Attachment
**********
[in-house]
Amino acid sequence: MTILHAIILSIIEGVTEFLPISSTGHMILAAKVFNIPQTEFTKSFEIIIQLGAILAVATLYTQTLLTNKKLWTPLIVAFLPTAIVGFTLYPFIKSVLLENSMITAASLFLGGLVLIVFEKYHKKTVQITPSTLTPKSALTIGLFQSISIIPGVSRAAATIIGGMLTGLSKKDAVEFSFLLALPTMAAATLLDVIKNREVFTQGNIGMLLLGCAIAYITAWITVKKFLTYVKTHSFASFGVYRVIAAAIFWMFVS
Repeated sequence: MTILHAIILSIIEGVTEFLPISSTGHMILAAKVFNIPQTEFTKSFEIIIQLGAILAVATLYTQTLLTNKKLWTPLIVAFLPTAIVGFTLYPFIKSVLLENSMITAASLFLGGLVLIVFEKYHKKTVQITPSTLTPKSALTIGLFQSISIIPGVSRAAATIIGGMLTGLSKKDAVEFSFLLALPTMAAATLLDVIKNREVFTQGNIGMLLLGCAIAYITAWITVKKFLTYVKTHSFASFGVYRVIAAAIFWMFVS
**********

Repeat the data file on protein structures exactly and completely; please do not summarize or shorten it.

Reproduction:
[in-house]
Amino acid sequence: MTILHAIILSIIEGVTEFLPISSTGHMILAAKVFNIPQTEFTKSFEIIIQLGAILAVATLYTQTLLTNKKLWTPLIVAFLPTAIVGFTLYPFIKSVLLENSMITAASLFLGGLVLIVFEKYHKKTVQITPSTLTPKSALTIGLFQSISIIPGVSRAAATIIGGMLTGLSKKDAVEFSFLLALPTMAAATLLDVIKNREVFTQGNIGMLLLGCAIAYITAWITVKKFLTYVKTHSFASFGVYRVIAAAIFWMFVS
Repeated sequence: MTILHAIILSIIEGVTEFLPISSTGHMILAAKVFNIPQTEFTKSFEIIIQLGAILAVATLYTQTLLTNKKLWTPLIVAFLPTAIVGFTLYPFIKSVLLENSMITAASLFLGGLVLIVFEKYHKKTVQITPSTLTPKSALTIGLFQSISIIPGVSRAAATIIGGMLTGLSKKDAVEFSFLLALPTMAAATLLDVIKNREVFTQGNIGMLLLGCAIAYITAWITVKKFLTYVKTHSFASFGVYRVIAAAIFWMFVS